Turkey’s army pension fund preferred bidder for British Steel: report

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OYAK

The Official Receiver is to announce this week that an investment arm of Turkey’s armed forces pension fund is the preferred bidder for British Steel, BBC reported.

Ataer Holding would then be given several weeks to try to buy British Steel — the owner of the Scunthorpe works — out of insolvency.

British Steel was put into compulsory liquidation in May, when the Official Receiver was appointed.

Ataer owns nearly 50 percent of Erdemir, Turkey’s biggest steel producer.

It is the investment vehicle of the Turkish Armed Forces Assistance Fund (known as Oyak), the pension fund for the country’s armed forces.

British Steel has about 5,000 employees. There are 3,000 at Scunthorpe, with another 800 on Teesside and in northeastern England.

The Financial Times reported that Oyak is chaired by Mehmet Taş, a former army general, and its annual general meeting in May was attended by Turkey’s defense minister and the head of the country’s armed forces.

It already has interests in cement, agriculture, mining and energy as well as a joint venture with French carmaker Renault and revenues of $9.8 billion (£8.1 billion) last year.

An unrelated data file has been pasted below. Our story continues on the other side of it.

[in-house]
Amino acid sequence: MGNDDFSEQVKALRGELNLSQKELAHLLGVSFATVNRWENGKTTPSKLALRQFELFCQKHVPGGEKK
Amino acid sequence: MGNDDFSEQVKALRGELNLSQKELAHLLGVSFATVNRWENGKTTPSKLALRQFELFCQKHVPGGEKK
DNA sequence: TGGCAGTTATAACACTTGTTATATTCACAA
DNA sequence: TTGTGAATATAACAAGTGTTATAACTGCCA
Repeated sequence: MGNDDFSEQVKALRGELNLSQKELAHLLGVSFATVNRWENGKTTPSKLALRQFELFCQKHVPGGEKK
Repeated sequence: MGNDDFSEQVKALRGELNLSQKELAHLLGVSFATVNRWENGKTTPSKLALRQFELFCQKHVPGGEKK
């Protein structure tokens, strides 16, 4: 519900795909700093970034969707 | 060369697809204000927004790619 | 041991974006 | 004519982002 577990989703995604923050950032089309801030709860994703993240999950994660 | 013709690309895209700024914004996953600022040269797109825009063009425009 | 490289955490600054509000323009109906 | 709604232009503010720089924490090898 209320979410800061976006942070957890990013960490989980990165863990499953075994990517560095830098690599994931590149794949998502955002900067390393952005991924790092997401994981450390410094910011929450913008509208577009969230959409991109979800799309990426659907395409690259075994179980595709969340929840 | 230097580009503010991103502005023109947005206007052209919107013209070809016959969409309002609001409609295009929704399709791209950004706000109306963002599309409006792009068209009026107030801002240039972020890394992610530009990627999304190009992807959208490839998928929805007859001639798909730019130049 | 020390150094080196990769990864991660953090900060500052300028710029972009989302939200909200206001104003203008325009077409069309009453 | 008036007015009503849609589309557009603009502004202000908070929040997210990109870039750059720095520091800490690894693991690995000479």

The paper said Ataer, established by Oyak in 2005, plans to embark on a spate of global steel acquisitions and considers buying British Steel a “bold” first step that would be a signal of intent.

Unite assistant general secretary Steve Turner said the union was meeting with the administrator on Thursday and that reports of a buyer were speculation.

“Unite understands from previous scheduled meetings that there are three serious bidders who are interested in buying British Steel as a going concern.

“With regards to the potential bid from the Turkish military pension fund. While we welcome it as a serious proposition, Unite will be watching this closely and speaking with our Turkish sister unions given Turkey’s record of repression alongside reported opposition to independent trade union organization in its Turkish steel plants.”

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